A post about friends…

The intention of starting my blog is to highlight women I know well, women I have been inspired by, women I have taught, who have taught me and the women I love. This post has been on the tip of my fingers for several weeks buried by the responsibilities of the holidays and my studio. Sharing the point of view of others on my blog is my ultimate goal. However, I feel it important to share my positive experience as a member of Delta Gamma sorority while attending NIU. It is not my intention to pontificate about the exclusivity of sorority membership. In fact, that part of it is a little weird for me and I know seems unappealing and even offensive to most people. This post is about friends I have continued to enjoy and make a priority. Originally, learned from the example set by my mother who is now a 50 year member of Kappa Kappa Gamma. She has always been and had wonderful friends. My mother taught me to value and maintain my relationships with women and showed me how much life is enriched by having them. It is perhaps, the greatest value she taught me.

On this snowy Saturday, as I composed this post, I received an email from one of the 12 women about whom this post is written. She was diagnosed with breast cancer 14 days ago. She doesn’t know many details but is certain to go through at least a year of intense treatment. Lisa, I dedicate this post to you. I know you’ve got this, but you need to know that WE’VE got this too. We will do everything we can to help you fight this fight and will love you through every weird, tiring, funny, painful, and happy moment you will have.

The typical way that sorority life is depicted in television shows or movies couldn’t be farther from what I experienced during my sorority days of college. Sorority girls are most frequently represented by shallow, perfect-looking, mean girls who are only out for themselves and willing to humiliate and sabotage anyone perceived as competition.

The young women who recruited me into Delta Gamma, the women with whom I was recruited, and the young women we recruited were all darling, kind, funny, smart, self-deprecating and have become fixtures in my life. There are 12 of us from two different pledge classes, who have stayed in close contact and get together regularly. We graduated from college 25 years ago and since then have three annual events and add in other impromptu outings, lunches, dinners etc. when we can. My favorite is our annual holiday party. We take turns hosting this event and either kick off our holiday season or close the season with it, depending on which time works better for us. The tradition began 25 years ago and we have not missed a year. Each year we do an ornament exchange. So every time I unpack these ornaments and put them on my tree I am reminded of my loving sisters. This year, my holiday season began with this party and inspired me to see the chaos of the rest of the month through loving and grateful eyes.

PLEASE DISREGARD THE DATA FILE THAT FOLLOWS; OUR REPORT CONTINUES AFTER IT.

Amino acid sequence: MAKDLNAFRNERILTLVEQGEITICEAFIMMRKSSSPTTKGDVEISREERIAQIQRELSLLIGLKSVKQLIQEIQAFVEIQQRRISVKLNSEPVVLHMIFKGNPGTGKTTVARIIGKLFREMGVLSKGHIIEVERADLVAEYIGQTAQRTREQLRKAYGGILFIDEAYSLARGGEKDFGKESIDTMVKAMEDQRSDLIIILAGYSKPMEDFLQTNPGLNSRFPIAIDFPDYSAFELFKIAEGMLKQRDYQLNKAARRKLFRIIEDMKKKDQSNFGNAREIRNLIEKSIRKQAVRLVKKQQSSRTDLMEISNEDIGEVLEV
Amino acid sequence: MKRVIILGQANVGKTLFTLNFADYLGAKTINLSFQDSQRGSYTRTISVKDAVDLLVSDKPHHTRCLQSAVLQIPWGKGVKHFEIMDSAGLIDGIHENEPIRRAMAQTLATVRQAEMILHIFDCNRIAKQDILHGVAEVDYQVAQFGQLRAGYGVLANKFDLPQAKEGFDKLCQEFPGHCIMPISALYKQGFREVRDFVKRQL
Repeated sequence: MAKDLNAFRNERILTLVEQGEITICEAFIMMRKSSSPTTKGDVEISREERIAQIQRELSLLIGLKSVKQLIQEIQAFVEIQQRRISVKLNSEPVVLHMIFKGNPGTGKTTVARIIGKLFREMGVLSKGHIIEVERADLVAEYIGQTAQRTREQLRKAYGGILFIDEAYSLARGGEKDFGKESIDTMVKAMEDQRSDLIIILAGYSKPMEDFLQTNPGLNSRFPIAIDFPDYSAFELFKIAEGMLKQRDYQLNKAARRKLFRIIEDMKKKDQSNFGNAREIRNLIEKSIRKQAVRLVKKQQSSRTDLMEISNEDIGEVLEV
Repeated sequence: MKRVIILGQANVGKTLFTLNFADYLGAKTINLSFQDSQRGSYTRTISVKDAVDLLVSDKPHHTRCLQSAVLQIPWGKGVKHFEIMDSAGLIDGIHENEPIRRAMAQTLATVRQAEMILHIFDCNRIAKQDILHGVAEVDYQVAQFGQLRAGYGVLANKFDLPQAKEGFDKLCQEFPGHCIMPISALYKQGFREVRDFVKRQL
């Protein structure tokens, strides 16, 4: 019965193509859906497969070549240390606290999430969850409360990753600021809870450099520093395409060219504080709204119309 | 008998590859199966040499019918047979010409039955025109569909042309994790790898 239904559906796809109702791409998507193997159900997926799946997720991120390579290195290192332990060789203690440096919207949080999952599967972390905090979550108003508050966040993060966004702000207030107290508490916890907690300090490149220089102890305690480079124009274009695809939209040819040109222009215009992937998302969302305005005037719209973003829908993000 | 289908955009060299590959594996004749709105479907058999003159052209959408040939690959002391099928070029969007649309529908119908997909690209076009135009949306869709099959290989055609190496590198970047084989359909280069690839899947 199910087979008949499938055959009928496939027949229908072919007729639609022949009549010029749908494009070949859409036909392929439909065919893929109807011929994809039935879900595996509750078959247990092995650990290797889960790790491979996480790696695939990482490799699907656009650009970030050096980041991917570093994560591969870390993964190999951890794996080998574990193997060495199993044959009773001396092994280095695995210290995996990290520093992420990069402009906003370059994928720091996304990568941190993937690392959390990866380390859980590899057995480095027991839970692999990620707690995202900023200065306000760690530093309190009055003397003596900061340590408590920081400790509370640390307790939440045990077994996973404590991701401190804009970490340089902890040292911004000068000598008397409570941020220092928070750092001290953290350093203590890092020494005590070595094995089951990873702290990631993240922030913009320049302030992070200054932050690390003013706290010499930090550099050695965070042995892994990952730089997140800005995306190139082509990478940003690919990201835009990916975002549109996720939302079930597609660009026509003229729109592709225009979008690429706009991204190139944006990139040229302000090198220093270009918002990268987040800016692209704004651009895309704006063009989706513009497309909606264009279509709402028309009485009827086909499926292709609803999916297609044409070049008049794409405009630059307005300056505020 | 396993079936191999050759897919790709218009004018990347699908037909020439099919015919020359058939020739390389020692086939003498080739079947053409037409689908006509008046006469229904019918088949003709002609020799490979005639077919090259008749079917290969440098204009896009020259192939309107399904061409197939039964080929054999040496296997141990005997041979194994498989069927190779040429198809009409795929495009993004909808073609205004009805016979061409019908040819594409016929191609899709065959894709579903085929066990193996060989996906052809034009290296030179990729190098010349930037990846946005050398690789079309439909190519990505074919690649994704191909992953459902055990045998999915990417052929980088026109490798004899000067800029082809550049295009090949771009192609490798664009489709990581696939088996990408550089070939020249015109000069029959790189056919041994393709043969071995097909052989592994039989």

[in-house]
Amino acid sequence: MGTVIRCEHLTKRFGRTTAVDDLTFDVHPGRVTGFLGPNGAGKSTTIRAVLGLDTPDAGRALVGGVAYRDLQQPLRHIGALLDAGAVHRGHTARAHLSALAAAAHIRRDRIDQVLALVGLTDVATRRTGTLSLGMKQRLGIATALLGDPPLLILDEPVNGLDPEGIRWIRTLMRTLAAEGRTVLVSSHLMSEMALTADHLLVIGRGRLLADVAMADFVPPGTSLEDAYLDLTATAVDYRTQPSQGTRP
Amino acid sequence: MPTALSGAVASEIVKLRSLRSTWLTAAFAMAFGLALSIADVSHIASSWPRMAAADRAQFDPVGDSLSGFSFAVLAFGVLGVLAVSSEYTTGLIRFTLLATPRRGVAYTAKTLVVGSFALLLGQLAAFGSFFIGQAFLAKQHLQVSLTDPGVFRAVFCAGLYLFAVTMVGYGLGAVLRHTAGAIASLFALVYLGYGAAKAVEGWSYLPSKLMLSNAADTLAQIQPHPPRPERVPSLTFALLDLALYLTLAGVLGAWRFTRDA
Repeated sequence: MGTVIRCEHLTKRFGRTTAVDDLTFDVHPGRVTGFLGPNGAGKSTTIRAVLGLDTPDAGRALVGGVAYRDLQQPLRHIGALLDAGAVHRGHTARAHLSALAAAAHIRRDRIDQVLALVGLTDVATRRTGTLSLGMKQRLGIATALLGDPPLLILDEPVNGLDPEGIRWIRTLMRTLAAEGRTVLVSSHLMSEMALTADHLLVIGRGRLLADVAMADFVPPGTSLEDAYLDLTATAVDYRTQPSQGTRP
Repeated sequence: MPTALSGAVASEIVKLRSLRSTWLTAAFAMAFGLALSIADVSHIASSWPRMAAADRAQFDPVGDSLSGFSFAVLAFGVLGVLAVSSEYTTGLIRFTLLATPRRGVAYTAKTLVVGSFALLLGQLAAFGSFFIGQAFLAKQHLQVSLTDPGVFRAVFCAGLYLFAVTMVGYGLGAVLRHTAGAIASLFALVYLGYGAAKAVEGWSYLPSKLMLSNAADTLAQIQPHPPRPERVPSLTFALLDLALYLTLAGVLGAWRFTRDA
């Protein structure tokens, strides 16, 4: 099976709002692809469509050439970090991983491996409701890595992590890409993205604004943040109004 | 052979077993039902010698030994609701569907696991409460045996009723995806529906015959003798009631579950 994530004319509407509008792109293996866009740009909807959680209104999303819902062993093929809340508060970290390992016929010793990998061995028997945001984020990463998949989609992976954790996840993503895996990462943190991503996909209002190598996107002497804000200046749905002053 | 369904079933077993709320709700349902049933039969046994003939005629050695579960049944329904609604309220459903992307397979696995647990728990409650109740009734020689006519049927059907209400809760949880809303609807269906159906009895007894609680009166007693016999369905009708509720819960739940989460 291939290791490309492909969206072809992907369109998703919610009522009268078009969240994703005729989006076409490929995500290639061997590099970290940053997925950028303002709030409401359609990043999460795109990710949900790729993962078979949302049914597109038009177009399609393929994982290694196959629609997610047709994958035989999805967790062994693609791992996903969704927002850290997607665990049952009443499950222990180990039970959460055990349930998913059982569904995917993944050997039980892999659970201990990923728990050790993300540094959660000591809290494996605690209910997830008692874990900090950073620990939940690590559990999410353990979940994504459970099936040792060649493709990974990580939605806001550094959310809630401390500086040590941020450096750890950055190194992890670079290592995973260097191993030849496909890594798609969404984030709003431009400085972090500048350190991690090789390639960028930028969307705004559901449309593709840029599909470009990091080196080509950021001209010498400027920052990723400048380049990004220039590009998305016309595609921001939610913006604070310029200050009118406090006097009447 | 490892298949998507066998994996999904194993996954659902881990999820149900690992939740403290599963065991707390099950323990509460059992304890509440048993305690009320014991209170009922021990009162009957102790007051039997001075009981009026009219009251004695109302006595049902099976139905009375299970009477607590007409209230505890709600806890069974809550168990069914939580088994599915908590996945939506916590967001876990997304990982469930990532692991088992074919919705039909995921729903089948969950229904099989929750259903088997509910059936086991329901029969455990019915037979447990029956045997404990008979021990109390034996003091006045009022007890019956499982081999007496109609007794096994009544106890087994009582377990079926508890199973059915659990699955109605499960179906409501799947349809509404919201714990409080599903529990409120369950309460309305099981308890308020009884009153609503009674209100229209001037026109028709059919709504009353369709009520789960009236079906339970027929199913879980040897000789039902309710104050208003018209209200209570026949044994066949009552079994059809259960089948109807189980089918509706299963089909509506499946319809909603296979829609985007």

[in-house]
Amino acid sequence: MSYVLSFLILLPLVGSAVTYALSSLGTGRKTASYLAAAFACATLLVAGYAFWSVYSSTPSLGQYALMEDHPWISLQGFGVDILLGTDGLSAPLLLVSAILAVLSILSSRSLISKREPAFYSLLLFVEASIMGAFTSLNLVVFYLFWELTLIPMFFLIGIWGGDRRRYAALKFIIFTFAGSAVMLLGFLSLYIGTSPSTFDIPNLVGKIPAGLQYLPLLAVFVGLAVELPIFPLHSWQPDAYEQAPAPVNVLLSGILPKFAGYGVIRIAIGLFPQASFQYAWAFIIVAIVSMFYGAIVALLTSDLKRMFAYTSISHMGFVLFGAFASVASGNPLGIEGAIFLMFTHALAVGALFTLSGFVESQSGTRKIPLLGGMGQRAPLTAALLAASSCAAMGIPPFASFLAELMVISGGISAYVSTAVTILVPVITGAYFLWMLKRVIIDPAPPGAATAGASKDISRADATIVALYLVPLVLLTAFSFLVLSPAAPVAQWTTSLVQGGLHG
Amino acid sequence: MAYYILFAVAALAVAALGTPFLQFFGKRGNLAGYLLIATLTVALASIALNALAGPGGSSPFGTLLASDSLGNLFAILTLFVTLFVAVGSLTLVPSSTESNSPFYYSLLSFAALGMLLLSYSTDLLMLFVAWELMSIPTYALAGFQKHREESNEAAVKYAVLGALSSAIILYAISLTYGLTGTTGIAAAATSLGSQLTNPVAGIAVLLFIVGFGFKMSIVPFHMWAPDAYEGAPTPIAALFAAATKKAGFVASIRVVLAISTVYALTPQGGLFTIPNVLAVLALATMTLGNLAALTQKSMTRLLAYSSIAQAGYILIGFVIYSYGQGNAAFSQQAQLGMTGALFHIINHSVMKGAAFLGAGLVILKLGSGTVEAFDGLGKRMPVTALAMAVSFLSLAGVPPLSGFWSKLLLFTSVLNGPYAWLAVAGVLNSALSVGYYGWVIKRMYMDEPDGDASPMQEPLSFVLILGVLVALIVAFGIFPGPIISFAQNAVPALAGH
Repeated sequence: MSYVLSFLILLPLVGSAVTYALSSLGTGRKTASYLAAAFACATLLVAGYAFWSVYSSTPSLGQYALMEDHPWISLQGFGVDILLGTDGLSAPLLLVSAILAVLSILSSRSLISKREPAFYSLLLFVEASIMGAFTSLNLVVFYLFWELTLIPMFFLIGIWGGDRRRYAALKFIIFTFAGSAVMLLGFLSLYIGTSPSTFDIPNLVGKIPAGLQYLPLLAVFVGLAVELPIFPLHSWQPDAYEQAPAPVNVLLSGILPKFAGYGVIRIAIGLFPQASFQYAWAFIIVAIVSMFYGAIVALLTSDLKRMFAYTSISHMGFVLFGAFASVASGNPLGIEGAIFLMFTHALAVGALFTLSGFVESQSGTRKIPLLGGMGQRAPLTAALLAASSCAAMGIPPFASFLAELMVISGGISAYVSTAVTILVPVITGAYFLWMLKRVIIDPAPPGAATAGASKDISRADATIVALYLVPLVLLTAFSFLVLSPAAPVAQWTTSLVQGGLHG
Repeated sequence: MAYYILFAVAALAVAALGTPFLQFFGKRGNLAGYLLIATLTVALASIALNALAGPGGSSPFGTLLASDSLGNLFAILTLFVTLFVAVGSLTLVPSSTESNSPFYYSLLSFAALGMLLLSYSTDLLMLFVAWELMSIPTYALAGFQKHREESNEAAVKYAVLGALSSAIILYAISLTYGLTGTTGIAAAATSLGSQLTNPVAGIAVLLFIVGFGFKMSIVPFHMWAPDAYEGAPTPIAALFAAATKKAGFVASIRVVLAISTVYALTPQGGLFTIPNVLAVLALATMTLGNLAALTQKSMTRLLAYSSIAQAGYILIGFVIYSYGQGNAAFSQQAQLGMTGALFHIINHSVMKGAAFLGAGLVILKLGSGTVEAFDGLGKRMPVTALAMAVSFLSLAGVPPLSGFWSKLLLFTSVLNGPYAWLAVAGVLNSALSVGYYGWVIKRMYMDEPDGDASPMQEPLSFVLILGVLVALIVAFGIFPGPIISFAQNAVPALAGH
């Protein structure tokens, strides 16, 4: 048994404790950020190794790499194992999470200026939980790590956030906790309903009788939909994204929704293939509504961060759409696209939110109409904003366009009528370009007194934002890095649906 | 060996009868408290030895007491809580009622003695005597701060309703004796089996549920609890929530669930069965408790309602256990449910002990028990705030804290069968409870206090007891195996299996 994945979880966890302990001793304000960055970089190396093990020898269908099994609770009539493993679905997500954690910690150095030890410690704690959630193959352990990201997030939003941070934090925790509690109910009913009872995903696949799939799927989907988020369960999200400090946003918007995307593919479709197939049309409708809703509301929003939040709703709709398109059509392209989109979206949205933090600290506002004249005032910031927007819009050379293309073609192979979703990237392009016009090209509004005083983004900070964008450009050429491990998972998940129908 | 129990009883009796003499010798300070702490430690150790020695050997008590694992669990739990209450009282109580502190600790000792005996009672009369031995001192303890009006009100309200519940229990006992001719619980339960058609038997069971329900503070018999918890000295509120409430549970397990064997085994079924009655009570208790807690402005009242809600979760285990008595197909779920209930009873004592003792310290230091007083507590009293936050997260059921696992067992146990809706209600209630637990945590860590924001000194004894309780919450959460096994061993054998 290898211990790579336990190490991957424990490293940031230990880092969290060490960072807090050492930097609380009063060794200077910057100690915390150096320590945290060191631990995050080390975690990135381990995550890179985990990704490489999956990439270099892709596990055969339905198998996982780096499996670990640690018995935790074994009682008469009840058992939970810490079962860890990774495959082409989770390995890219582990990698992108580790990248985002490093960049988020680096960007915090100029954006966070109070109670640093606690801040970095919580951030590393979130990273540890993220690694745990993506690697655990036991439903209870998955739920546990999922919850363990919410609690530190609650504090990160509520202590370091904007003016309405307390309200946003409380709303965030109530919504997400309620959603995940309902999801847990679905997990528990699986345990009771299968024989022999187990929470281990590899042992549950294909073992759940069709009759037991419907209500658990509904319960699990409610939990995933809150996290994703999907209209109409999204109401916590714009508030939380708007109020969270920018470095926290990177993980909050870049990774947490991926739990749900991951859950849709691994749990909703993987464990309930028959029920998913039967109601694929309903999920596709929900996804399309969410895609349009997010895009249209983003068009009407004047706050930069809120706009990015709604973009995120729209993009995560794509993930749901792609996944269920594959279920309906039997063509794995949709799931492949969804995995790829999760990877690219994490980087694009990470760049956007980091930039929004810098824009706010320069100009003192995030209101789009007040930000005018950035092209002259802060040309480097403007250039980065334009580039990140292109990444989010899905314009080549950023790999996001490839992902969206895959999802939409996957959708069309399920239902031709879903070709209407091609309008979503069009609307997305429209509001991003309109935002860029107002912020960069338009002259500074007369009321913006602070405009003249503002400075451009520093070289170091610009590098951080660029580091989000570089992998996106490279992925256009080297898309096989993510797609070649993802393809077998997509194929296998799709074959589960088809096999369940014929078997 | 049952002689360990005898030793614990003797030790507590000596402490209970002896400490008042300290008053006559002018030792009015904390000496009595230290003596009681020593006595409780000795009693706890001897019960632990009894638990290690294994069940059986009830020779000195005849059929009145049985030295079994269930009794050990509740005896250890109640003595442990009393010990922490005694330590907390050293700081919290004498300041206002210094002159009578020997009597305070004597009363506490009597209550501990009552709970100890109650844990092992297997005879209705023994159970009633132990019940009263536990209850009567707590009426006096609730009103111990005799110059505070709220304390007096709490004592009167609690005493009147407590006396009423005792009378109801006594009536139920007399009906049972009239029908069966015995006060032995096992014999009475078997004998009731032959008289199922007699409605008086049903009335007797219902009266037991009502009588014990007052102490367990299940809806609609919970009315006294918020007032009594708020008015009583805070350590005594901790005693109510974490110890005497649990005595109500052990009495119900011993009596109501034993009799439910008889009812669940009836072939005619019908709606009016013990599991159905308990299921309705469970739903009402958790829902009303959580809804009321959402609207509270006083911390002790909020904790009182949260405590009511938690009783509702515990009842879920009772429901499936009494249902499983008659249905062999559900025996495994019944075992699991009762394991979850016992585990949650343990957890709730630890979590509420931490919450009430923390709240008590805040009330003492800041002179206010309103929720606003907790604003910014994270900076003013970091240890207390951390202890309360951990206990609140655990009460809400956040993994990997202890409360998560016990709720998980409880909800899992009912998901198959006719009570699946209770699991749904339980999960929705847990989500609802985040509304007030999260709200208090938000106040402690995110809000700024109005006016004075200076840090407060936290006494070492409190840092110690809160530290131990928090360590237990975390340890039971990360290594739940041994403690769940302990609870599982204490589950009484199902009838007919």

In the beginning we shared secrets, clothes, academic pressure, dressing for themed parties and dances, countless crushes, late night talks, studying, workouts, heart breaks, meals, libations, classes, meetings, rush, philanthropy, advice, tears, make-up, cleaning duties, “flushing!”, and just about everything shared by people who live together. In the years after graduation we supported each other as we started careers, shared apartments, searched for “the one”, got engaged and married, started families, bought houses and became adults.

Now that we are in our mid to late 40’s we have been there for each other as we have experienced the declining health, illness and even death of some of our parents, divorces, second marriages, infertility, financial ups and downs, raising teenagers, and spousal or our own health challenges. Upon making our commitment to Delta Gamma we agreed to be her champion in her absence and her friend always. And we do just that.

When we plan any event, we tirelessly try to find a date when everyone can attend. This is nearly impossible but never causes us to opt out of the event. We know that some of us getting together is better than none of us. When any of us has experienced the death of a loved one someone takes charge to order flowers and an accompanying memorializing gift to be sent, signed by all of us. Whoever is available attends visitations and memorial services and it is always understood that who is there is also representing who was unable to be there that time.